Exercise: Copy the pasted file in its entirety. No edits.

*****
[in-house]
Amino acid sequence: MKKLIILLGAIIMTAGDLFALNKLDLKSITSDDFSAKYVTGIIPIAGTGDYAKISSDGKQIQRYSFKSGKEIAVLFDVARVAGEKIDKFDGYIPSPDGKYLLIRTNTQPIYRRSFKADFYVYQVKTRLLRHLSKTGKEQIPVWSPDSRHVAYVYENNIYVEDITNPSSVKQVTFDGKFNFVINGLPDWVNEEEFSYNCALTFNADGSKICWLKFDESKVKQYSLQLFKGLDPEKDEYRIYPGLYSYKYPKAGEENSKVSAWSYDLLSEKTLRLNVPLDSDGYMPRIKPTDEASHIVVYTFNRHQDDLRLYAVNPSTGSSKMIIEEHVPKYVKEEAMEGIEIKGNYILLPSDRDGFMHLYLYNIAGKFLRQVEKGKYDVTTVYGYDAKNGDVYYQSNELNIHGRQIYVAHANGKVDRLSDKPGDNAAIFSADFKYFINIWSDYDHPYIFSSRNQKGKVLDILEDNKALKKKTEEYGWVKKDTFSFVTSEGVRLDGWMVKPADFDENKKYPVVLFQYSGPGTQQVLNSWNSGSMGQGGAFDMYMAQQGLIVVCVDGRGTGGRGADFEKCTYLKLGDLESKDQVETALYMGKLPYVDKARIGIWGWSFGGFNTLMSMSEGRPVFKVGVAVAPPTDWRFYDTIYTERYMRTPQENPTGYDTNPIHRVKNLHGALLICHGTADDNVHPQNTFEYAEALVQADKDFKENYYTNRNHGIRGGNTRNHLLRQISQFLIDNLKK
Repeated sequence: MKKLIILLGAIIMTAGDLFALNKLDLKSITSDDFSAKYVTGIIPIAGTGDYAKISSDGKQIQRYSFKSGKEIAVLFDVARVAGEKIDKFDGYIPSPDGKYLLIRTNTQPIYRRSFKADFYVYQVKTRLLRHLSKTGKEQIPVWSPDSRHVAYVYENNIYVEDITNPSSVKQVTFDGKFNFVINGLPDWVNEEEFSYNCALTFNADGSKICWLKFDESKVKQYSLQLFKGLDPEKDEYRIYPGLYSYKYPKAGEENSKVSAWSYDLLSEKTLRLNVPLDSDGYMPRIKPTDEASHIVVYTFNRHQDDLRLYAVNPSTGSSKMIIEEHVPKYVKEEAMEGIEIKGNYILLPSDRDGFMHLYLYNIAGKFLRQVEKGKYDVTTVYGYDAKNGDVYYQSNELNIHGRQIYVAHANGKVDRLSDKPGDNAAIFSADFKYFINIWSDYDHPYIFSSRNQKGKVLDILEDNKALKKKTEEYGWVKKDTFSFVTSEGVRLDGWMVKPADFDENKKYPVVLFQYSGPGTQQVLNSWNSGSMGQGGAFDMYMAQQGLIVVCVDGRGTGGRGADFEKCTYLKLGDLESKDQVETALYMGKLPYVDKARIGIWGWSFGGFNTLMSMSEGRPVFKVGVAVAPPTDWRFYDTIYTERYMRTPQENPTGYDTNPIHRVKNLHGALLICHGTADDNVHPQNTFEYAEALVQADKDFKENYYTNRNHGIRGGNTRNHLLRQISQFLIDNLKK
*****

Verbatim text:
[in-house]
Amino acid sequence: MKKLIILLGAIIMTAGDLFALNKLDLKSITSDDFSAKYVTGIIPIAGTGDYAKISSDGKQIQRYSFKSGKEIAVLFDVARVAGEKIDKFDGYIPSPDGKYLLIRTNTQPIYRRSFKADFYVYQVKTRLLRHLSKTGKEQIPVWSPDSRHVAYVYENNIYVEDITNPSSVKQVTFDGKFNFVINGLPDWVNEEEFSYNCALTFNADGSKICWLKFDESKVKQYSLQLFKGLDPEKDEYRIYPGLYSYKYPKAGEENSKVSAWSYDLLSEKTLRLNVPLDSDGYMPRIKPTDEASHIVVYTFNRHQDDLRLYAVNPSTGSSKMIIEEHVPKYVKEEAMEGIEIKGNYILLPSDRDGFMHLYLYNIAGKFLRQVEKGKYDVTTVYGYDAKNGDVYYQSNELNIHGRQIYVAHANGKVDRLSDKPGDNAAIFSADFKYFINIWSDYDHPYIFSSRNQKGKVLDILEDNKALKKKTEEYGWVKKDTFSFVTSEGVRLDGWMVKPADFDENKKYPVVLFQYSGPGTQQVLNSWNSGSMGQGGAFDMYMAQQGLIVVCVDGRGTGGRGADFEKCTYLKLGDLESKDQVETALYMGKLPYVDKARIGIWGWSFGGFNTLMSMSEGRPVFKVGVAVAPPTDWRFYDTIYTERYMRTPQENPTGYDTNPIHRVKNLHGALLICHGTADDNVHPQNTFEYAEALVQADKDFKENYYTNRNHGIRGGNTRNHLLRQISQFLIDNLKK
Repeated sequence: MKKLIILLGAIIMTAGDLFALNKLDLKSITSDDFSAKYVTGIIPIAGTGDYAKISSDGKQIQRYSFKSGKEIAVLFDVARVAGEKIDKFDGYIPSPDGKYLLIRTNTQPIYRRSFKADFYVYQVKTRLLRHLSKTGKEQIPVWSPDSRHVAYVYENNIYVEDITNPSSVKQVTFDGKFNFVINGLPDWVNEEEFSYNCALTFNADGSKICWLKFDESKVKQYSLQLFKGLDPEKDEYRIYPGLYSYKYPKAGEENSKVSAWSYDLLSEKTLRLNVPLDSDGYMPRIKPTDEASHIVVYTFNRHQDDLRLYAVNPSTGSSKMIIEEHVPKYVKEEAMEGIEIKGNYILLPSDRDGFMHLYLYNIAGKFLRQVEKGKYDVTTVYGYDAKNGDVYYQSNELNIHGRQIYVAHANGKVDRLSDKPGDNAAIFSADFKYFINIWSDYDHPYIFSSRNQKGKVLDILEDNKALKKKTEEYGWVKKDTFSFVTSEGVRLDGWMVKPADFDENKKYPVVLFQYSGPGTQQVLNSWNSGSMGQGGAFDMYMAQQGLIVVCVDGRGTGGRGADFEKCTYLKLGDLESKDQVETALYMGKLPYVDKARIGIWGWSFGGFNTLMSMSEGRPVFKVGVAVAPPTDWRFYDTIYTERYMRTPQENPTGYDTNPIHRVKNLHGALLICHGTADDNVHPQNTFEYAEALVQADKDFKENYYTNRNHGIRGGNTRNHLLRQISQFLIDNLKK